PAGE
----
• Work out set processes to carry out calving tasks and make sure that all of your staff are aware of them. You should post instructions for each process in the area they are most likely to take place. Make sure they are clearly visible for easy reference.
  • Compile a list of contacts and their phone numbers that can be called in case of emergency.

Food and nutrition plan

  • Review your current feeding system. Is it as efficient as it could be? Are there any ways that you could minimise the amount of waste produced?
  • Work out the energy requirements for all of your dairy cows for the forthcoming year: being aware of their needs will help you to work out a suitable feeding plan.
  • Work out your current feed efficiency. Having a more efficient feed will help you to save money by providing the essential nutrients for your cows at a lower cost.
  • Make sure you are aware of the nutritional content of your grass, silage, forages and bought-in feeds.
  • Be vigilant when monitoring the performance of your cattle as any problems may be directly linked to their feeding regime. Monitor vital statistics such as milk records, weight, body condition score, and blood profiles for an accurate picture of stock progress.
  • Look for ways to save money, such as increasing the use of grazed grass and home-grown feeds, and using bought-in feeds as efficiently as possible.

Dry period plan

  • You will need to collect three pieces of information to plan a successful dry period: milk production, body condition score, and calving dates.
  • Recording your cows’ milk information will allow you to identify the cows with somatic cell count (SCC) that will need an extended dry period and additional treatments.
  • Establishing the body condition score (BCS) of your cows will help you to ascertain which cows are in the right condition to enter their pre-calving dry period. A score of 2.5–3 is ideal for the dry period.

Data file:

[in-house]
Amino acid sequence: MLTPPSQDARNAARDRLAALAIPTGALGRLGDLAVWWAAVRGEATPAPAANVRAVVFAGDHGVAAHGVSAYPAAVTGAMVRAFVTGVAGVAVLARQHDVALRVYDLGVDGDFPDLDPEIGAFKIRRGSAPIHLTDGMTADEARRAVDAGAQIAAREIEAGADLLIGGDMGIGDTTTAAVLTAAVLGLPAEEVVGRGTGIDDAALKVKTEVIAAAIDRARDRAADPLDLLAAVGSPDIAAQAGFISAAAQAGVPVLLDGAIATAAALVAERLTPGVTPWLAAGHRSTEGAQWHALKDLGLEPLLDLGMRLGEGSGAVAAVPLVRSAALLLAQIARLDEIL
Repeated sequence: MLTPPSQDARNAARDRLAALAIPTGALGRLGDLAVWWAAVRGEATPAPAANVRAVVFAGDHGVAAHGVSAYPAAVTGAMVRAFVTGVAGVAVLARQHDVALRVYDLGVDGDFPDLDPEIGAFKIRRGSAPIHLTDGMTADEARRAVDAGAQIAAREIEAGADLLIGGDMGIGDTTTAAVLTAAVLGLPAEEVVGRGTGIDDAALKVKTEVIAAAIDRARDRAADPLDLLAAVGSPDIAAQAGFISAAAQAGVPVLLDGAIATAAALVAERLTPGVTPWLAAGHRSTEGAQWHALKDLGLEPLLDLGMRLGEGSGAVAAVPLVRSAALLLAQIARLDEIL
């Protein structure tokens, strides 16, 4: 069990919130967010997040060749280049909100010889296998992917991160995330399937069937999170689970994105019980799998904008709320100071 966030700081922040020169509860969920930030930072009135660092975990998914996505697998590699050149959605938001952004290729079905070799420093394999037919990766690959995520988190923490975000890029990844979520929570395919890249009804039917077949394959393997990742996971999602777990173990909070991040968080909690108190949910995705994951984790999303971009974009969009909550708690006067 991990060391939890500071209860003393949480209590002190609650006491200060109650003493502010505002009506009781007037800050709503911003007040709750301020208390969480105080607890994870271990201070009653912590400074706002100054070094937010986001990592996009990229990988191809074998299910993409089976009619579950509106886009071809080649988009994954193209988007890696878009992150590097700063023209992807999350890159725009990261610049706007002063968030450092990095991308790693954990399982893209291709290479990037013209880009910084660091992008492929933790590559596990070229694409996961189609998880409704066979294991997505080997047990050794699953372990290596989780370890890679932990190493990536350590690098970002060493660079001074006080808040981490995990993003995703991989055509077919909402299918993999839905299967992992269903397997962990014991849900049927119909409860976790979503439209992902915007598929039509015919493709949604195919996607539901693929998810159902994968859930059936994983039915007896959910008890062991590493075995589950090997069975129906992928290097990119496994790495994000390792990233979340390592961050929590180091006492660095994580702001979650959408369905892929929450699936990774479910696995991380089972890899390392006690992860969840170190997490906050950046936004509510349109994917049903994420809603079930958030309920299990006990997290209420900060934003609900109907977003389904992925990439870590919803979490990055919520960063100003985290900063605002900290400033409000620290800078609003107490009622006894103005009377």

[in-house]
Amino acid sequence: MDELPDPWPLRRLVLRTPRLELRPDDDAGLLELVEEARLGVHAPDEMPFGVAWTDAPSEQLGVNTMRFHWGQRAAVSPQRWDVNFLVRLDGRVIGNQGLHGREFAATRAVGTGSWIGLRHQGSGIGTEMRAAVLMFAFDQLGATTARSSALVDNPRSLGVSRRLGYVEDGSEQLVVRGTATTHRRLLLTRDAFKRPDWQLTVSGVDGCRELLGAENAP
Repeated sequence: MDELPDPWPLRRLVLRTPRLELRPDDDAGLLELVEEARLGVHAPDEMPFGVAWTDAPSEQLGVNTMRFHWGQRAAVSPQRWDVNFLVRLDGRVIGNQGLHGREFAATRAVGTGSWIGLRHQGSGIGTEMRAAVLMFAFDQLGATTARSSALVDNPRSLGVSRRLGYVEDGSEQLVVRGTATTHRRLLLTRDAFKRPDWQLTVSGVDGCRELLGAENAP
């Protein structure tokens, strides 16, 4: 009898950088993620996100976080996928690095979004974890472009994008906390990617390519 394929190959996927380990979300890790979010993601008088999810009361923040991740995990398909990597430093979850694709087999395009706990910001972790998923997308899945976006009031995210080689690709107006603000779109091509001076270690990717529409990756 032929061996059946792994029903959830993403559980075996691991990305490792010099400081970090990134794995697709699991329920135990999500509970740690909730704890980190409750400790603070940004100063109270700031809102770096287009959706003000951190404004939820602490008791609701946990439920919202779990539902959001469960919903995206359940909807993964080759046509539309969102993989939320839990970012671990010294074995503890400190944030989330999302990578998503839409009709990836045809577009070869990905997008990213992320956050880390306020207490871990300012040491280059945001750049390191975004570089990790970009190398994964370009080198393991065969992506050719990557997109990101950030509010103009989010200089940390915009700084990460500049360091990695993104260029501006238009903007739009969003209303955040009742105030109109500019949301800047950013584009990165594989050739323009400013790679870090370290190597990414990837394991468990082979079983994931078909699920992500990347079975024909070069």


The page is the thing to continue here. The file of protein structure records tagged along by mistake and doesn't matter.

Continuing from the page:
• Knowing your cows’ calving due date is essential to working out when to begin their dry period. As cows gestate for around nine months, you can work out when this will be from the date that they were inseminated. You can also scan your cows to ensure that everything is moving on schedule.
  • Put together your dry period plan. Each cow will need a minimum of 60 days, with extra allowance for cows with high SCC or low BCS. Include provision for treatment of parasites such as liver fluke, worms, lice, and rumen fluke.
  • Consult with your vet and put together a vaccination schedule for the dry period.

Herd health and welfare plan

As the owner of your dairy herd, you have the most significant influence over the health and welfare of your cows. You should draw up a written health and welfare plan with your herd’s vet and any other technical advisors. You should review and update this plan every year to ensure you are prepared for any new or emerging diseases or health hazards.

The plan should set out health and husbandry activities that cover the whole year’s cycle of production and should include provisions for the prevention, treatment and limitation of existing disease problems. The plan should also include provision to keep livestock records that will enable you to accurately monitor and assess the herd’s health and welfare.

Choosing the right breed of dairy cow

Cow fair - Doug Kerr
© Doug Kerrlicence

If you are planning to open a new dairy business, or are looking to make changes to your current herd for optimum milk production, then choosing the right breed of dairy cow is very important. There are a number of factors to consider, such as how much milk you want, the breed of cow you can afford to keep, what your budget is, and what breeds are available in your area.